On Mon, Dec 5, 2016 at 4:26 PM, Matthew Miller <mattdm(a)fedoraproject.org> wrote:
On Mon, Dec 05, 2016 at 01:43:58PM -0700, Chris Murphy wrote:
> I'm not sure it's much harder to do without modularity. Right now
> Fedora could do a Fedora 26 release without any conventional release
> media for server and workstation, by just using dnf system-upgrade and
> gnome-software. And in a sense that's more like how the incremental
> release for rpm-ostree based installations end up working out anyway.
> Would Fedora 26.1 be a branch off Rawhide, or a branch off Fedora 26
> with relaxed rules about what sorts of things can be significantly
> updated? A huge part of the effort for each release is sun baking the
> rawhide. And what effect does a once a year major release have on
> Rawhide? Or what effect do we want it to have?
I was thinking a branch off of 26 with relaxed rules. I'm not sure what
the EOL policy would be like — could be any of
* treat both .0 and .1 releases as we do full releases now (which would
make each release go EOL a month after the *next* .0 or .1)
I don't see how this is different from today other than naming.
* end the .1 release support at the same time .0 ends
That would seem to break common expectation that point releases extend
lifecycle. Not the end of the world, but clearly we'd be deviating
from the rest of the software world.
* make the .1 point a big update bundle and not support .0 after
but taking the whole thing around to after the next .1
That seems the most tenable position.
There is another problem with .0...N releases. As soon as you version
your main release like that, everyone assumes .0 is unstable or broken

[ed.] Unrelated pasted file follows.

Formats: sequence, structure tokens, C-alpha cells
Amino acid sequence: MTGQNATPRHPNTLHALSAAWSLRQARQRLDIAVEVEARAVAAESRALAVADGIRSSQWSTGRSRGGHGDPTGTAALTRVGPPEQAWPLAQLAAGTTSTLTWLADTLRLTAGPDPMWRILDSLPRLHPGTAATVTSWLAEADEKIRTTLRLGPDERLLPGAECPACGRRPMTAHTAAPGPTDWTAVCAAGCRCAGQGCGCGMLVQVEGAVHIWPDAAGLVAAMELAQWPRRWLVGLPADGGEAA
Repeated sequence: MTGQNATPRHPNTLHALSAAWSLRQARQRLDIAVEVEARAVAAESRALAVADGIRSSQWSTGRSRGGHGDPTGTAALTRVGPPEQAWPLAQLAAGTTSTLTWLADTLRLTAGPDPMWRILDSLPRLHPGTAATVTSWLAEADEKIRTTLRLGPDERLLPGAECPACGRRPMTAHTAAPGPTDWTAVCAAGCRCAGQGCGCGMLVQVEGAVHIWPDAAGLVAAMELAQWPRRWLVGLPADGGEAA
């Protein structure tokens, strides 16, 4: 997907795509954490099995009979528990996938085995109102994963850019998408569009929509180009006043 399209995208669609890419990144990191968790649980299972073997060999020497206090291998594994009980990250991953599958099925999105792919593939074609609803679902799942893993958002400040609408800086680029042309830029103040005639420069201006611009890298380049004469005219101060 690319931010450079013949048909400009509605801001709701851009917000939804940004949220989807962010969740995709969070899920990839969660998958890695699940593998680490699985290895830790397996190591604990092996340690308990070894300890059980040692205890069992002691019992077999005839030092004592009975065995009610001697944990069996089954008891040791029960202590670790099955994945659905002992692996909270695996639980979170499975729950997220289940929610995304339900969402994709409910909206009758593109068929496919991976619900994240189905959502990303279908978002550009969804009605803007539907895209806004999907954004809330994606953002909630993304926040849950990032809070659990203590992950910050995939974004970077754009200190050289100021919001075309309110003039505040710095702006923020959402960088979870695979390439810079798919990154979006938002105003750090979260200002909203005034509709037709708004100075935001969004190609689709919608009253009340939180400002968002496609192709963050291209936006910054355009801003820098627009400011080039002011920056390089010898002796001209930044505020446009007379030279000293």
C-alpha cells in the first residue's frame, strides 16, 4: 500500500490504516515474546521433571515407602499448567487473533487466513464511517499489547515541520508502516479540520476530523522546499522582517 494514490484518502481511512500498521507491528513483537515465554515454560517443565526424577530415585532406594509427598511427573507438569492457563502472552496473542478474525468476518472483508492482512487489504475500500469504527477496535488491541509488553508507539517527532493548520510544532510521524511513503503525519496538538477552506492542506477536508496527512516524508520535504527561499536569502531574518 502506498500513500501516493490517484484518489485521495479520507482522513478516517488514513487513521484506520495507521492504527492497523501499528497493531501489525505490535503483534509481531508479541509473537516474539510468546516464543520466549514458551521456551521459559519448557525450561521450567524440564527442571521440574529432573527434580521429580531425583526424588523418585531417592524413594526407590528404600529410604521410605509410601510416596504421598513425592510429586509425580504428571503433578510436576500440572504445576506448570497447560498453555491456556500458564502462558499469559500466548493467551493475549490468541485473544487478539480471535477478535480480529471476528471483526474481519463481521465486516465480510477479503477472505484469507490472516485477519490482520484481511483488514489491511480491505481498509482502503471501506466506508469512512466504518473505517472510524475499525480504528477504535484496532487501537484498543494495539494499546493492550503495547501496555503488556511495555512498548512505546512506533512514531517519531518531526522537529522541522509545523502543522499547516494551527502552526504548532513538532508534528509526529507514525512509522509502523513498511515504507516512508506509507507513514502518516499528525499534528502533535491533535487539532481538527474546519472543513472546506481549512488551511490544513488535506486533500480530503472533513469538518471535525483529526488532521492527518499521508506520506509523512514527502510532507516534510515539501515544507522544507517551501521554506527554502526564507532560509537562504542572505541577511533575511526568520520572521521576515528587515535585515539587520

and they wait for .1. Some wait for .2 (which doesn't exist in your
proposal but clearly could). This is a perception problem more than
anything, but it exists and is quite common. In products that have a
multi-year lifespan that isn't ideal but it also isn't the end of the
world. It just means your adoption curves look similar to Fedora's
today and the end result is that the majority of your users are
migrated when that release is well into its support lifecycle.
In a Fedora world, it means your .0 release gains limited adoption,
with .1 being more popular (OK so far), but then M.0 comes out in 6mo
and you reset. Essentially you've adjusted your adoption rate to
spike on the .1 updates, and artificially limited the userbase of that
major release. That in turn limits the testing and deployment
opportunities which limits the fixes you can get into .1 to make it
better. I'm not sure that's a net win.
Rawhide is a good question. I'd like to see the
("Bikeshed!") idea in place, and hopefully more people running that,
making it more likely that Rawhide is at a good place for stabilization
when we branch for the annual release.
The simple answer there is that Rawhide becomes your (gated) rolling
release, and the releases deviate from it by stability and lifecycle.
This is essentially what SuSE has done with Tumbleweed and Leap,